Steve Robbins summarizes 50-plus years of sprinting lessons
Last year, just before Olathe nationals, I visited my alma mater KU and stopped by Watson Library. I went up to a random librarian and said: “I have to apologize for tearing out a piece of Life magazine in the mid-70s.” I ripped out a quote: “Hurdling is good training for a writer.” The counter guy just looked at me like: Whatever. Now I think writing is good training for a sprinter. Hall of Famer Steve Robbins, the world champ and WR man, has shared a wonderful 3,400-word treatise he wrote three years ago. (He shared it with me after reading Wayne Bennett’s sprint advice.) Too much to summarize in Steve’s version, but I really like his truth-telling: “The ‘magic’ bullets, if you can call them that, are having the right parents and hard training. When a world-class masters athlete tells you he or she takes some supplement and how terrific it is, the fact is that theyâ€™d probably be just as good without the supplement. There are, unfortunately, no shortcuts to top performances.” Steve should write a book on masters speed, adding to his collection of biz manuals.
WHAT I LEARNED FROM 50+ YEARS OF SPRINTING
By Stephen P. Robbins
Let me begin by stating that I have no formal qualifications for offering advice on sprinting. I have never had a course in physiology or kinesiology. Iâ€™ve never even taken a class in track and field. And I have never been a track coach. What I DO have is a lot of experience. As best as I can figure, Iâ€™ve spent more than 20,000 hours training on a track or in a gym preparing for sprint competitions. Yogi Berra once said, â€śyou can learn a lot just by watching.â€ť Well, Iâ€™ve been watching for 50-plus years and I think Iâ€™ve learned a lot.
If itâ€™s true that you learn more when you lose than when you win, I also gained the equivalent of a Ph.D. in sprinting during my undergraduate college days. I ran fast times in unimportant races but I seemed to always underperform (or â€śchokeâ€ť) in the big races. It started in high school. In my senior year, my times ranked me in the top-5 in the state but I didnâ€™t get out of the heats at the state championship. In college, I ran fast times and pulled out victories in small dual meets but never won a conference title and never made it out of the trials in the NCAAs.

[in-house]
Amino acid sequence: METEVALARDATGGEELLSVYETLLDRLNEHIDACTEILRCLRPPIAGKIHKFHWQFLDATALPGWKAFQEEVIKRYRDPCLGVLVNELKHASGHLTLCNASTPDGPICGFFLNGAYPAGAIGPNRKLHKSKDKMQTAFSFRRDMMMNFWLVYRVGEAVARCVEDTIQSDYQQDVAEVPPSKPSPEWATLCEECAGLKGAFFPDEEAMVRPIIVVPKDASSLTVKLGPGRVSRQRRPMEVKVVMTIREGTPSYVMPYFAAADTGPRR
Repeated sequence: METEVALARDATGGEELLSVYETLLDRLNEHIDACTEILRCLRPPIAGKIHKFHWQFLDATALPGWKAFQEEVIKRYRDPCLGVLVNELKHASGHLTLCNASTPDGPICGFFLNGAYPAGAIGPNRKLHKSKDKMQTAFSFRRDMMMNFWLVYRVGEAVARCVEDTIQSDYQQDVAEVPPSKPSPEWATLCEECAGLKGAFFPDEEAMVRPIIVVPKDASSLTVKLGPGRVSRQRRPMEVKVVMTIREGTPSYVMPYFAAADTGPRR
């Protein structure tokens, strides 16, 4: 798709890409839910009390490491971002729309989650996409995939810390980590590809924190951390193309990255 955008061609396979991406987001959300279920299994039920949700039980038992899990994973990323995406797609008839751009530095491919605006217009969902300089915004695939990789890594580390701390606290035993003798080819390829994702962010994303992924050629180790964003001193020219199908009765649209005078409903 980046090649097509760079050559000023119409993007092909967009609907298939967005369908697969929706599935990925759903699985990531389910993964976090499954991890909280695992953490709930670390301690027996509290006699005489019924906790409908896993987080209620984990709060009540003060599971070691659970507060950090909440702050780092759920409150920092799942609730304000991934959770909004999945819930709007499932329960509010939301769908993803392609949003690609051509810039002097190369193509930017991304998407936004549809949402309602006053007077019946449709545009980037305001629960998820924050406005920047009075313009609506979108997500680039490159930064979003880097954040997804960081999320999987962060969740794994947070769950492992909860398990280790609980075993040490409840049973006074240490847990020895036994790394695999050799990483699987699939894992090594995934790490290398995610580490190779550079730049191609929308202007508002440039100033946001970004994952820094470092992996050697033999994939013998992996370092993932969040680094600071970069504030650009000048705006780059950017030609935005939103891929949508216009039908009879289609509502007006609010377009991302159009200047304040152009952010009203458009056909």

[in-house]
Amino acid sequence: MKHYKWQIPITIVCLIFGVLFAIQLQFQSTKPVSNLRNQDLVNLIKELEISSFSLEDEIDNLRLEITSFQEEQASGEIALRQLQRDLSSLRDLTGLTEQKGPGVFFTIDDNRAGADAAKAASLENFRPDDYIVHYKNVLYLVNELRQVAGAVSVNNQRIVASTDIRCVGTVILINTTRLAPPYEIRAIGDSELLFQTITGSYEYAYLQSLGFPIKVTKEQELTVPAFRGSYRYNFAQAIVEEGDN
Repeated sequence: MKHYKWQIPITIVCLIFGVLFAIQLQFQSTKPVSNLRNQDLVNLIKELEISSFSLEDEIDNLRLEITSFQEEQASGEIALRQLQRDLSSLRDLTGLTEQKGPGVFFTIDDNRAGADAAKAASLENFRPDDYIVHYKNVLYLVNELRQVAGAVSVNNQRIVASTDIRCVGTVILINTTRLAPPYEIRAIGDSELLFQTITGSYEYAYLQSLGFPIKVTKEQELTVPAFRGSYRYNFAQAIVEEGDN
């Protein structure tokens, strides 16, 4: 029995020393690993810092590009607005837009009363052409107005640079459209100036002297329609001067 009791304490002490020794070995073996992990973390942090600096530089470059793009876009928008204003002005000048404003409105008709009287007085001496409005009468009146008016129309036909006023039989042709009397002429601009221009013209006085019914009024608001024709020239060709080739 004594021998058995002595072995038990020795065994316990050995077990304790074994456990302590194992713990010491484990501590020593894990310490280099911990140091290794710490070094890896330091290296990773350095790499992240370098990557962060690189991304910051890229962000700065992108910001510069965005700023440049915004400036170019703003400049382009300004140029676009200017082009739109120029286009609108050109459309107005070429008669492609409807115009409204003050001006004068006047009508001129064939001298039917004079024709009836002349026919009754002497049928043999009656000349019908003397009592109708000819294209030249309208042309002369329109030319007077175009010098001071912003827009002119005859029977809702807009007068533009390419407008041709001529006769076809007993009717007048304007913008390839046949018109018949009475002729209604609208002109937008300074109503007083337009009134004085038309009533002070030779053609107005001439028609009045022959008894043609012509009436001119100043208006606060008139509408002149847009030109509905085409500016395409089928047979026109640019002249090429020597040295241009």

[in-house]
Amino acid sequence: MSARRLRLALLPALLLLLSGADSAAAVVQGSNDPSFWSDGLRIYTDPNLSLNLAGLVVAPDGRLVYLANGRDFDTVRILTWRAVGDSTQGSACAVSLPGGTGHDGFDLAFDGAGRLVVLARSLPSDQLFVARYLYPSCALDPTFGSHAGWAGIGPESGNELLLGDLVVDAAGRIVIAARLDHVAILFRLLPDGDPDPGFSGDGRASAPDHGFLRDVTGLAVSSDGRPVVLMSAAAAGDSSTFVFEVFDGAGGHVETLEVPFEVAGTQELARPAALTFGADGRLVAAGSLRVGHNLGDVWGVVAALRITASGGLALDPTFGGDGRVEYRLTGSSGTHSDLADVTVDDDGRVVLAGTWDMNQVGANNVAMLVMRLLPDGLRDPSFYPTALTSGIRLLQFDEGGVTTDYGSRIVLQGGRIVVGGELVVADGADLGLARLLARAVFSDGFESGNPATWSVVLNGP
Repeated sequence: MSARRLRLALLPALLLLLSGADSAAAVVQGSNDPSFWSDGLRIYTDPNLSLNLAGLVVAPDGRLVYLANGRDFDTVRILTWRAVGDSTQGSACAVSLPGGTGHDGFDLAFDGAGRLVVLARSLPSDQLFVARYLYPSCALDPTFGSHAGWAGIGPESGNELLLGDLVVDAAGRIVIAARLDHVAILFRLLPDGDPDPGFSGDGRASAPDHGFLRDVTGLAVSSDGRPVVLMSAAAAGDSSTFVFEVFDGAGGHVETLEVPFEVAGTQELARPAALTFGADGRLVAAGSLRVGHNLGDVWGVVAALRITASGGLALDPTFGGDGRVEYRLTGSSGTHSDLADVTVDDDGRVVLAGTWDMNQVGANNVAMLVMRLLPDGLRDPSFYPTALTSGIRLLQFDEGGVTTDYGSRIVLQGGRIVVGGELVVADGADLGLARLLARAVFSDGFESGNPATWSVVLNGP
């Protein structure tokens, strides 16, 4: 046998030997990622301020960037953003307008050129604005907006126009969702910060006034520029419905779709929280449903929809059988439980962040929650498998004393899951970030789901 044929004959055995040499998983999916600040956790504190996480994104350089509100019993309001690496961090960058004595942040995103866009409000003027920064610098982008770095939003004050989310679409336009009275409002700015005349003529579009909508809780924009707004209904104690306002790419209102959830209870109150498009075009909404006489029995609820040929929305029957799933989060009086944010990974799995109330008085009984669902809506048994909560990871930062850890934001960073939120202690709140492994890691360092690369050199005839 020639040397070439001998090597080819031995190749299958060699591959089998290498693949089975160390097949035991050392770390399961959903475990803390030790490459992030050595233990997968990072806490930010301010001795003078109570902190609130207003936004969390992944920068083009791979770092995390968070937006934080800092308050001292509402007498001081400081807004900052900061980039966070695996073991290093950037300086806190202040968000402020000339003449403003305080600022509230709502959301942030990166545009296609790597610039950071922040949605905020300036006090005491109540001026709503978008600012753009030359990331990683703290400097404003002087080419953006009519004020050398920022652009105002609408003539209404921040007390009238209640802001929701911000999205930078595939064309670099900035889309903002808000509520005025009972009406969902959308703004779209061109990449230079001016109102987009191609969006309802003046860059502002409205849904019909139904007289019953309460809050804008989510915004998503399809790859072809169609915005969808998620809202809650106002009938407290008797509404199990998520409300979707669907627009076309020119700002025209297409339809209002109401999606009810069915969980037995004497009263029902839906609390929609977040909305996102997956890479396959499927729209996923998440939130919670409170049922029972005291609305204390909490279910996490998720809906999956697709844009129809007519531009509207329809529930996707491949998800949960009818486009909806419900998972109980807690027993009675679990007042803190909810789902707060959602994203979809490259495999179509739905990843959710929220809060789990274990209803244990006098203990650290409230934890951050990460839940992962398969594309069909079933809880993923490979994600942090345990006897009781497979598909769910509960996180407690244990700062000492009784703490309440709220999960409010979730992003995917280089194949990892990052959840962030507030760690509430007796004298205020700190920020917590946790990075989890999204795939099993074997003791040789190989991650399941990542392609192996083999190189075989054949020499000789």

Fast-forward 25 years. Something happened in my late-40s. What it was, Iâ€™m not sure. Suddenly I was not only winning local meets but I was medaling in national meets. And starting at age 50, I began winning gold medals at national and world meets. I was even breaking world age-group records at 100, 200, and 400 meters. I might attribute my new-found success to maturing late but I donâ€™t think that would fly. I think what happened was that I learned how to train and how to race. I guess I was just a slow learner. But I did learn and what follows is a summary of that education.
KEEP A JOURNAL OF WORKOUTS
You want to have a record of your workouts. So create a journal and include every workout in it.
Iâ€™ve kept a journal since 1988. Iâ€™ve found it to be useful on many occasions. For instance, itâ€™s a great reference for analyzing what I did or didnâ€™t do before either an exceptionally good or bad performance. It also provided me with the information I needed to identify what actions preceded injuries. More recently, because I now have such extensive data, I can accurately predict what times Iâ€™ll run in a race based on times I ran in practice the week before.